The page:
In Part 1 of this short series we examined the Denver Nuggets who landed outside the Top 100 of ESPN’s #NBArank list, which attempted to tabulate the best 500 players in the entire league. To conclude our analytical process of determining just how accurate these rankings are, we’re going to inspect the remaining Denver Nuggets — those who are perceived by our fellow TrueHoop family members, as some of the best 100 players in the entire NBA. (more…)
It’s been a while since the last — or first, depending on how you look at it — version of Nuggets News graced the front page of Roundball Mining Co. For this we apologize. We know how important it is to keep the Nuggets community as up-to-date as possible on everything concerning its favorite sports franchise, but this lockout has taken a serious toll on our passion… and that’s hard to do. (more…)
In Roundball’s recent Denver Nuggets’ Big Board 2.0 I stated, “If Faried does however manage to find his way past the Trailblazers, to put it simply: Nuggets fans should be ecstatic.” Little did I know however, that “ecstatic” wouldn’t even begin to cover the range of emotions I felt as David Stern announced Faried’s name as the Nuggets’ 22nd overall selection in the 2011 NBA Draft.
Words can’t even begin to describe how I feel right now. I’ll have a more detailed post up later tonight but for now Nuggets fans, just appriciate Masai. He’s… ugh… he’s brilliant. This is so gratifying, knowing Faried has been Roundball’s guy since Day 1, and for this moment to finally come to fruition — it’s unbelievable. By the way, we traded Felton to the Blazers for Andre Miller and in the process we got the 26th pick in the Draft from Dallas. This is heaven.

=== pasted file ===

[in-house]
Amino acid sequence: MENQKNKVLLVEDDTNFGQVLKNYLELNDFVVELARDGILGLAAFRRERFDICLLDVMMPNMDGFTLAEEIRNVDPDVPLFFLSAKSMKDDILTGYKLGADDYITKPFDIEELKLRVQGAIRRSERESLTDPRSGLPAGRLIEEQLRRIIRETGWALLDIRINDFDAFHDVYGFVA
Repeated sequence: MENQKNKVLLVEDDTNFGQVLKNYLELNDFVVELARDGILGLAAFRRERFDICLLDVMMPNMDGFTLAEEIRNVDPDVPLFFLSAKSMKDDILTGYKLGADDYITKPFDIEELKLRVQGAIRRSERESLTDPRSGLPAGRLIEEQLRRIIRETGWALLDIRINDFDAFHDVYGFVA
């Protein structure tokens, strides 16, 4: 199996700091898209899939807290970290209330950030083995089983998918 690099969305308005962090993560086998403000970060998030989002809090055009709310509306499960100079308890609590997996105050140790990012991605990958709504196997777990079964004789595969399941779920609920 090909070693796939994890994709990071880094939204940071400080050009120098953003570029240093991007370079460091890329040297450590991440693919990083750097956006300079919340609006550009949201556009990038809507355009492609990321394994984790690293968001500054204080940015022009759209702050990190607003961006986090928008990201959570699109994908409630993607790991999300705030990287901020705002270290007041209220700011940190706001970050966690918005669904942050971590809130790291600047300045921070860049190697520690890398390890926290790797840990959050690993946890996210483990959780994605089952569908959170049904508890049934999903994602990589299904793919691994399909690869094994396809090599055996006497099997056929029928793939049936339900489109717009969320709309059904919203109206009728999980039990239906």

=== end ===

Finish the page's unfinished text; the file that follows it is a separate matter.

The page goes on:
Andy Katz has just reported that the 26th pick, which ended up being Jordan Hamilton, will actually go to the Blazers for Rudy Fernandez. If this is true, then what exactly did Denver get by trading Felton? The only thing I can think of is maybe part of the deal was the Blazers had to pass on Faried so that we could have him.
[SUPER UPDATE] This via Benjamin Hochman via Twitter:
from what i’ve been told – dal trades hamilton to por for rudy f. then, por includes hamilton, with andre miller, to den for felton
This makes much more sense when you think about it. Felton carries way more value than Miller, so it only seems right that we get something back in return.
two sources have now confirmed to me that YES, the #Nuggets get Hamilton.
The Denver Nuggets have drafted Kenneth Faried, the rebounding force of nature from Morehead State. The also traded Raymond Felton to the Portland Trail Blazers at roughly the same time. There were some reports that the Nuggets were swapping picks with the Blazers as part of the deal which would mean that the Nuggets would receive Nolan Smith, PG out of Duke and Faried would go to the Blazers.